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Saudi ministry bans working in sun
Ministerial decree preventing companies from making employees work under the sun between 12 and 3 in July and August in force from next year.
June 8, 2010 3:32 by Samuel Potter
Minister of Labor Dr. Ghazi Al-Ghosaibi on Monday issued a ministerial decree preventing companies from making their employees work under the sun from 12 noon until 3 p.m. from the beginning of July through the end of August every year, starting 2011.
The decree exempts those who work in the petroleum and gas industry and those who carry out emergency maintenance and repairs.
It, however, said measures must be taken to protect these workers from the hot sun.
The ministry warned companies and organizations that fail to implement the decision that they risk being fined, shut down or both.
Deputy Minister of Labor Abdul Wahid Al-Humaid said the move is in line with international labor laws to protect workers and provide them with safe and healthy working environments. “The ministry is keen to protect all workers — both Saudis and expatriates — who work under the direct heat of the sun from health problems that might be caused by the sun, especially in the summer months,” he added.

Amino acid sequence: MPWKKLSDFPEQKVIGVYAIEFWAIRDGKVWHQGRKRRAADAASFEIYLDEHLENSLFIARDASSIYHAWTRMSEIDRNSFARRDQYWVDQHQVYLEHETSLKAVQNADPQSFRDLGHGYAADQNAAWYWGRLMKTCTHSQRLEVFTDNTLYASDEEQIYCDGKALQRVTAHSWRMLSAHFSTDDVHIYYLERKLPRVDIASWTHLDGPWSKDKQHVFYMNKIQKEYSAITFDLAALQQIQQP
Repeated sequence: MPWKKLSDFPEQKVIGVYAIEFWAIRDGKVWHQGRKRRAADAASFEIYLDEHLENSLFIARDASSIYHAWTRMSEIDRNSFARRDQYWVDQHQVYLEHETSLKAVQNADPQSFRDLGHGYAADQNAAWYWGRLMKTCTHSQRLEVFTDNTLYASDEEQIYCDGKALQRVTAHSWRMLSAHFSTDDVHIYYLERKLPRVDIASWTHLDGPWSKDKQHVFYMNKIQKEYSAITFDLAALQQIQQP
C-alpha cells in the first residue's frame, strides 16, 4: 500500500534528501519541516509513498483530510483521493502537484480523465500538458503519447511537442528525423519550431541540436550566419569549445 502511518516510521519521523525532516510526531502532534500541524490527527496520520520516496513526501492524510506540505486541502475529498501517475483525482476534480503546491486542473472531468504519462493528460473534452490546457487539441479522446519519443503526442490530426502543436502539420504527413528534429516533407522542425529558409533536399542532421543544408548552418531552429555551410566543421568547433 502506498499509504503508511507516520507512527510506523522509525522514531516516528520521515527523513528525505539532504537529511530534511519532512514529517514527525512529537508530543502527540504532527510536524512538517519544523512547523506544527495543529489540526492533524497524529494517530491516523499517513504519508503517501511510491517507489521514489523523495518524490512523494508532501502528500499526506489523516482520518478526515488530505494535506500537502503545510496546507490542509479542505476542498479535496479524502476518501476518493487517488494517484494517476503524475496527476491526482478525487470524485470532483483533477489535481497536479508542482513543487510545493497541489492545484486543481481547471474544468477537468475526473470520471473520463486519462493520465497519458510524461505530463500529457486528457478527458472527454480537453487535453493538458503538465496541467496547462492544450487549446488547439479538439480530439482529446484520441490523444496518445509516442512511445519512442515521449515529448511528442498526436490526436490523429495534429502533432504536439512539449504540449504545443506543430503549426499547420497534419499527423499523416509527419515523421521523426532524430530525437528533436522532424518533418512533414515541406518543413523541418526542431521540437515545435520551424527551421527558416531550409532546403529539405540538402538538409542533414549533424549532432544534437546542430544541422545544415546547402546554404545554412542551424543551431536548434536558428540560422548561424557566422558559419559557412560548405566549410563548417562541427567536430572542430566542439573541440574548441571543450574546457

Al-Humaid said the ministry has given employers an entire year to prepare themselves before the decision is executed.
Meanwhile, the Ministry of Labor has launched a new website that allows companies to register their newly arrived laborers online.
It also gives them the chance to get new licenses and pay fees online,” said Mufrj Al-Huqbani, undersecretary at the Ministry of Labor. “This online service is there in part to ease the time it takes people to complete procedures such as registering their workers, especially new workers,” he added.
The new website could lead to an end to the role of muaqibs (men employed by companies to expedite paperwork at government offices). The online services are presently available to companies with more than 1,000 employees. They will, subsequently, be available to companies with over 500 employees and then others.
“This will improve work flow in labor offices, especially when labor offices are overcrowded, something that adds to delays in how companies operate,” said Mohi Al-Din Y. Hakami from the JCCI.